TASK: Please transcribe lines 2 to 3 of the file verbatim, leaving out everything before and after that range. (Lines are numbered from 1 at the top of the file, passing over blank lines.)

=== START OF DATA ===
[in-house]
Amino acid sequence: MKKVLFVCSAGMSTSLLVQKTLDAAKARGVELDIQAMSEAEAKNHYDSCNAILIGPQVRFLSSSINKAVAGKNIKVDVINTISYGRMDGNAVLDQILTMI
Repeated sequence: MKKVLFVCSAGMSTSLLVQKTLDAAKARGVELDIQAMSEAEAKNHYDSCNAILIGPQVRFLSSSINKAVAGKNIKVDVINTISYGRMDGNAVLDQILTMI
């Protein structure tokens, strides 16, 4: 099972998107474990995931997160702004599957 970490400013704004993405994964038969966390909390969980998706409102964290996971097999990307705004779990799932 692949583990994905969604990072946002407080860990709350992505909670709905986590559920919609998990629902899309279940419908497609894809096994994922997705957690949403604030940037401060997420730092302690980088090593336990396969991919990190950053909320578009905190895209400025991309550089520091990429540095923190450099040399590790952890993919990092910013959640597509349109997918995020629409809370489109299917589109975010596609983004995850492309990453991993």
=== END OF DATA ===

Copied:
Amino acid sequence: MKKVLFVCSAGMSTSLLVQKTLDAAKARGVELDIQAMSEAEAKNHYDSCNAILIGPQVRFLSSSINKAVAGKNIKVDVINTISYGRMDGNAVLDQILTMI
Repeated sequence: MKKVLFVCSAGMSTSLLVQKTLDAAKARGVELDIQAMSEAEAKNHYDSCNAILIGPQVRFLSSSINKAVAGKNIKVDVINTISYGRMDGNAVLDQILTMI